The characters really shine is this fast paced, tense novel. Dani, our MC, is so brilliant. She is incredibly smart and driven, so observant and really uses her skills throughout the book. Her internal thoughts felt so real and I loved seeing her slowly embrace her emotions, going against all of her training to do so, as she fell further into both love and the resistance. Carmen was equally enthralling. She seemed to shine on every page, a reflection of Dani’s wonder at her, and I just love the mystery about her. Every moment these two are on page together is magical, and I think the writing of the book really felt amplified when they were together. There are some really beautiful passages. The entire romance was drawn out exceptionally well, and the progression itself from their hatred to love felt real and not rushed at all. These two are possibly one of my favourite f/f couples I’ve ever read. They each complement the other so well, and their feelings are so obvious and beautiful, I love them!! 

“On the outside, she was frozen, but inside her, whole cities were being razed to the ground. Explosions were shaking the walls of her stomach. People were screaming in her throat.”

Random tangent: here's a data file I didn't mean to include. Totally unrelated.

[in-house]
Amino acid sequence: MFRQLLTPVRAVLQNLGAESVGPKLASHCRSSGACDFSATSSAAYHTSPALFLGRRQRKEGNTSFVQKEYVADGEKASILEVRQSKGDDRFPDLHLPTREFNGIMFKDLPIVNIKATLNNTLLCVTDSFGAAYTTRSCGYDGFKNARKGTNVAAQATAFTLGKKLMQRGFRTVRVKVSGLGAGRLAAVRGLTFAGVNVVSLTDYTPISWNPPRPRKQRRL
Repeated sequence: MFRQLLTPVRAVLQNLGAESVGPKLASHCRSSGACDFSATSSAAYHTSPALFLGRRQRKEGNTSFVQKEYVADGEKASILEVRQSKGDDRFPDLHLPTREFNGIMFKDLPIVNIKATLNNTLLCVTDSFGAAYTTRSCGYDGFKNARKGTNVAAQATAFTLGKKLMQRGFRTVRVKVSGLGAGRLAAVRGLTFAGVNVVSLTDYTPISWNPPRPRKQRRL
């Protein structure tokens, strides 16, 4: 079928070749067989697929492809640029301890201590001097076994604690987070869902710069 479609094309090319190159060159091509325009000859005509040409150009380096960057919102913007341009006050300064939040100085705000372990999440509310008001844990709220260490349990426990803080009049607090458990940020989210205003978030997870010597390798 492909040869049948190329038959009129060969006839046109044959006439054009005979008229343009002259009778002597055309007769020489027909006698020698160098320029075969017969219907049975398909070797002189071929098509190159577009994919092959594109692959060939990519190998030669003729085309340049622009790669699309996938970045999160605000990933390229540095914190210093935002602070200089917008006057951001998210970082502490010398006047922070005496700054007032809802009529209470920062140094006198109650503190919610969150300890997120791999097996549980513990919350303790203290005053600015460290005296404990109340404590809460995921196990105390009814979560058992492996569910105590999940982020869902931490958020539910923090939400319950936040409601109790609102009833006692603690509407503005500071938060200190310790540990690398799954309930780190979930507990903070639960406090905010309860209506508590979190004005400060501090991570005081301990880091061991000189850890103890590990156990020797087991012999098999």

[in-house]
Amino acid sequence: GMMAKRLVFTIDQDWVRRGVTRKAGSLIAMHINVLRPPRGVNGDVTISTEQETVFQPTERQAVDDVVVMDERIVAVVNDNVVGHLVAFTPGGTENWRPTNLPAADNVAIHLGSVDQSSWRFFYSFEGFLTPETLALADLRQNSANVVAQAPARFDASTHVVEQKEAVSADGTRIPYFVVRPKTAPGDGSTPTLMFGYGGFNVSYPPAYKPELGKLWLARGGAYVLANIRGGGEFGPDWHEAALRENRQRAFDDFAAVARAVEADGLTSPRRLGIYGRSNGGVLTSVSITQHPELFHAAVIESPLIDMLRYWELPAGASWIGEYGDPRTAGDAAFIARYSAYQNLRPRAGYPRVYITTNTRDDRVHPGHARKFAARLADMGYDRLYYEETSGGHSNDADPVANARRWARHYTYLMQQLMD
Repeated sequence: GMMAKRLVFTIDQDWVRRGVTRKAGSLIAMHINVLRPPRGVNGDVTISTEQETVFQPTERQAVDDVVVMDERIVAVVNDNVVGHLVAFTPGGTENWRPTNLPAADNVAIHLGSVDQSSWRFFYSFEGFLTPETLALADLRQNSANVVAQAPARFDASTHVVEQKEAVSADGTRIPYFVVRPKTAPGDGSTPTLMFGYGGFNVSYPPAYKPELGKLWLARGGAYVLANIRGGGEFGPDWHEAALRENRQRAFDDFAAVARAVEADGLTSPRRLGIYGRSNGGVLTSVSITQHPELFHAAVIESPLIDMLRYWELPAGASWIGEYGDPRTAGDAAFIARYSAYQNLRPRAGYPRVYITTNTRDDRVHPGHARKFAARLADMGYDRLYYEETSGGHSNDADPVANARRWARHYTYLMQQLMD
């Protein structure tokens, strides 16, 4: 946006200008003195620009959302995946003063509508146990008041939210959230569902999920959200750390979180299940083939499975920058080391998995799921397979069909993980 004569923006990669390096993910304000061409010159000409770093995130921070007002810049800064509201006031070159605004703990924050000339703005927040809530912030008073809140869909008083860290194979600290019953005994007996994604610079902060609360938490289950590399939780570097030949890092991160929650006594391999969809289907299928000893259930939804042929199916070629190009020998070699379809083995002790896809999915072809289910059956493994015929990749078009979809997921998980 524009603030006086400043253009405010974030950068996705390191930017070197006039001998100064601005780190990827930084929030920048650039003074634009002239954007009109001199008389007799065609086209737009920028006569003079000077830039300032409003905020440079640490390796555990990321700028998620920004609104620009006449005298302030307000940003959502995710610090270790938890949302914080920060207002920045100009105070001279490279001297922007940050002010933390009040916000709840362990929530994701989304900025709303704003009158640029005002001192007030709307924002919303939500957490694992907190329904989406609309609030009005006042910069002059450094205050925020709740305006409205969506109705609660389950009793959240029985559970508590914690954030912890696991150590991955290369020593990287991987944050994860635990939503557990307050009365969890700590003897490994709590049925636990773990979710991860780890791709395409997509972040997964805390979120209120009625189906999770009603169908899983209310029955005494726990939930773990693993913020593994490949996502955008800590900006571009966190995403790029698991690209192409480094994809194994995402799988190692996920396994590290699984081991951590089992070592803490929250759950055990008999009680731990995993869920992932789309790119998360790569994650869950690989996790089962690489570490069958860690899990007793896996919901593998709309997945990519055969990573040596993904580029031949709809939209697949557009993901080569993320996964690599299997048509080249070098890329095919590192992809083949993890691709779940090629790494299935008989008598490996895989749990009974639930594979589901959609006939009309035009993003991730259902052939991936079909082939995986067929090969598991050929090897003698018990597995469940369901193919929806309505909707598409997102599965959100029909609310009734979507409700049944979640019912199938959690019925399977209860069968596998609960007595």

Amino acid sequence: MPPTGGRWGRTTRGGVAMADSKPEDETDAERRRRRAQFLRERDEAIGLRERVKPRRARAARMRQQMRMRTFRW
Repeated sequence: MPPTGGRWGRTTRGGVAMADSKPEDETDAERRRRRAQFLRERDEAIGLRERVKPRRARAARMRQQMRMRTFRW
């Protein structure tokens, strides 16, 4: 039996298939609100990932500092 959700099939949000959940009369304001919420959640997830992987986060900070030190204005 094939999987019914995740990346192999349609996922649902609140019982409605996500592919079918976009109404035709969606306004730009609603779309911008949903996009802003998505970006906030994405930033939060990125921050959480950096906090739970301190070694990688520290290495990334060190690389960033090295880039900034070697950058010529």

I equally loved some of the side characters. Senora Garcia struck me as particularly strong and well written. She really intrigued me and I loved how she used her role to be as powerful as her husband. I did feel the women were all more well rounded and well written than the men. The Garcia men were understandably power hungry, angry and controlling. You could feel their power through the page and it felt very familiar of our current world, but they did feel a little one dimensional. I wasn’t hugely keen on Sota either, who again felt a little one dimensional and less well developed.

Equally familiar was the world building, which made this novel very successful. It is immediately reminiscent of current political ideologies regarding immigration and the privilege being on one side of a boundary (or in a certain country) brings. The lead up from peaceful protest to violence, the way the powerful military faked events to retain control, were all extremely realistic and brought a very current atmosphere to the book.

“Think about all the crimes your precious government condones, not just the ones they punish. Then you can talk to me about who the real criminals are. If we’re not all free, none of us are free. You remember that.”